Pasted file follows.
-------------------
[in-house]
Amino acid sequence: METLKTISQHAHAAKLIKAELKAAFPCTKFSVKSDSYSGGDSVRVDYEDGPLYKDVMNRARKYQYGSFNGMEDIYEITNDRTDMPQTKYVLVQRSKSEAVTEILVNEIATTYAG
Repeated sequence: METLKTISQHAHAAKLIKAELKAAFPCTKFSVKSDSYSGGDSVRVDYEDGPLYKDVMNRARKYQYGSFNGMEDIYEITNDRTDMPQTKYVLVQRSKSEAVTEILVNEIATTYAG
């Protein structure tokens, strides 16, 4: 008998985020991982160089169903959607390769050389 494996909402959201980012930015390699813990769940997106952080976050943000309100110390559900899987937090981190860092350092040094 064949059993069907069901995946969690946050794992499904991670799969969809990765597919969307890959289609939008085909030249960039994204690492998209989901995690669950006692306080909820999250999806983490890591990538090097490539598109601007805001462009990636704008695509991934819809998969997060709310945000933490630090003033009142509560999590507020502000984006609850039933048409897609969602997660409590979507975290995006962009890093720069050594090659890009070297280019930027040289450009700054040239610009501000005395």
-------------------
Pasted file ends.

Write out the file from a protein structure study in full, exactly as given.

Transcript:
[in-house]
Amino acid sequence: METLKTISQHAHAAKLIKAELKAAFPCTKFSVKSDSYSGGDSVRVDYEDGPLYKDVMNRARKYQYGSFNGMEDIYEITNDRTDMPQTKYVLVQRSKSEAVTEILVNEIATTYAG
Repeated sequence: METLKTISQHAHAAKLIKAELKAAFPCTKFSVKSDSYSGGDSVRVDYEDGPLYKDVMNRARKYQYGSFNGMEDIYEITNDRTDMPQTKYVLVQRSKSEAVTEILVNEIATTYAG
């Protein structure tokens, strides 16, 4: 008998985020991982160089169903959607390769050389 494996909402959201980012930015390699813990769940997106952080976050943000309100110390559900899987937090981190860092350092040094 064949059993069907069901995946969690946050794992499904991670799969969809990765597919969307890959289609939008085909030249960039994204690492998209989901995690669950006692306080909820999250999806983490890591990538090097490539598109601007805001462009990636704008695509991934819809998969997060709310945000933490630090003033009142509560999590507020502000984006609850039933048409897609969602997660409590979507975290995006962009890093720069050594090659890009070297280019930027040289450009700054040239610009501000005395």